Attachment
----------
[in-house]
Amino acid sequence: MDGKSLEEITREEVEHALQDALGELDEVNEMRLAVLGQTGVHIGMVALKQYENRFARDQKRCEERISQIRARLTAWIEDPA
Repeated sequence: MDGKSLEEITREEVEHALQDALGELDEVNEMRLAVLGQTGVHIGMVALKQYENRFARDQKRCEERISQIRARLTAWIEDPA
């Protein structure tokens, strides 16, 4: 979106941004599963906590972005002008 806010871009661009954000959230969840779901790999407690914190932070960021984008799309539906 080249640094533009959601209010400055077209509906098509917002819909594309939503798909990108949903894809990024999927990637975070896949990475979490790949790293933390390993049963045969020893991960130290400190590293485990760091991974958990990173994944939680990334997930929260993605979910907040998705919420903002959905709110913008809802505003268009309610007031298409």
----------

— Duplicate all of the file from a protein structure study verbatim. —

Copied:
[in-house]
Amino acid sequence: MDGKSLEEITREEVEHALQDALGELDEVNEMRLAVLGQTGVHIGMVALKQYENRFARDQKRCEERISQIRARLTAWIEDPA
Repeated sequence: MDGKSLEEITREEVEHALQDALGELDEVNEMRLAVLGQTGVHIGMVALKQYENRFARDQKRCEERISQIRARLTAWIEDPA
């Protein structure tokens, strides 16, 4: 979106941004599963906590972005002008 806010871009661009954000959230969840779901790999407690914190932070960021984008799309539906 080249640094533009959601209010400055077209509906098509917002819909594309939503798909990108949903894809990024999927990637975070896949990475979490790949790293933390390993049963045969020893991960130290400190590293485990760091991974958990990173994944939680990334997930929260993605979910907040998705919420903002959905709110913008809802505003268009309610007031298409």